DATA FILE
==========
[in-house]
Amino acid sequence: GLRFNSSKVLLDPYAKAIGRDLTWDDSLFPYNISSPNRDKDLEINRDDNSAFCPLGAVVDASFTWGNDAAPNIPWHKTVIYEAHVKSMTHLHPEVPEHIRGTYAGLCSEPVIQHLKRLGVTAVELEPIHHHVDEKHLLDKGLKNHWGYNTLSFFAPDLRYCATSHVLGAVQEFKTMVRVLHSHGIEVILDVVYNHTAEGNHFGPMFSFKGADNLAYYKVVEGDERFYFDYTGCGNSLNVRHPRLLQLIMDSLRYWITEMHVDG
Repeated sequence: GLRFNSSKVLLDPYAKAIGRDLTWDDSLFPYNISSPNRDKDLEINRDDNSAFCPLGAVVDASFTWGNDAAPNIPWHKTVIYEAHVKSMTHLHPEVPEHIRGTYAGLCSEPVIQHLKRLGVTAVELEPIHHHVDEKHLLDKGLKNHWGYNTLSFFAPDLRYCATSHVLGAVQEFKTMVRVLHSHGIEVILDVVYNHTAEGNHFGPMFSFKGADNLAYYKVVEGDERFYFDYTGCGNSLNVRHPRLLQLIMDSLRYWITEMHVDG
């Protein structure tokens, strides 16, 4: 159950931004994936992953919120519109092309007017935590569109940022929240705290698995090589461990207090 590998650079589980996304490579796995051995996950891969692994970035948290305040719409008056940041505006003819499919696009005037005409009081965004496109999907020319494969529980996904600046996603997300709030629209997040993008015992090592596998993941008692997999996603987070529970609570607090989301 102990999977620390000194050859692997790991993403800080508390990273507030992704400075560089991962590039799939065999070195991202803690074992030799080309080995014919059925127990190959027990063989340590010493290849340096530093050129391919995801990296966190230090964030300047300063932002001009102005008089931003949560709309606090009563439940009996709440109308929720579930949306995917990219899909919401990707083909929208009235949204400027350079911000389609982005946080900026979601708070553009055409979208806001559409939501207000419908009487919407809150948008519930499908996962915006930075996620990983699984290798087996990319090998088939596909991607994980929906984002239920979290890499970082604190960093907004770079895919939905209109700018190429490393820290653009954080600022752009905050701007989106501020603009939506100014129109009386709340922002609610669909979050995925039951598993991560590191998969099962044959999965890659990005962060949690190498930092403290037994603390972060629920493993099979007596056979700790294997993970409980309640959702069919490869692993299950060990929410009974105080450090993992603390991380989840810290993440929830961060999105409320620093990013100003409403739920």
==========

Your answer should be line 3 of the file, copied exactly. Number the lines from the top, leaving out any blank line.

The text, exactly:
Repeated sequence: GLRFNSSKVLLDPYAKAIGRDLTWDDSLFPYNISSPNRDKDLEINRDDNSAFCPLGAVVDASFTWGNDAAPNIPWHKTVIYEAHVKSMTHLHPEVPEHIRGTYAGLCSEPVIQHLKRLGVTAVELEPIHHHVDEKHLLDKGLKNHWGYNTLSFFAPDLRYCATSHVLGAVQEFKTMVRVLHSHGIEVILDVVYNHTAEGNHFGPMFSFKGADNLAYYKVVEGDERFYFDYTGCGNSLNVRHPRLLQLIMDSLRYWITEMHVDG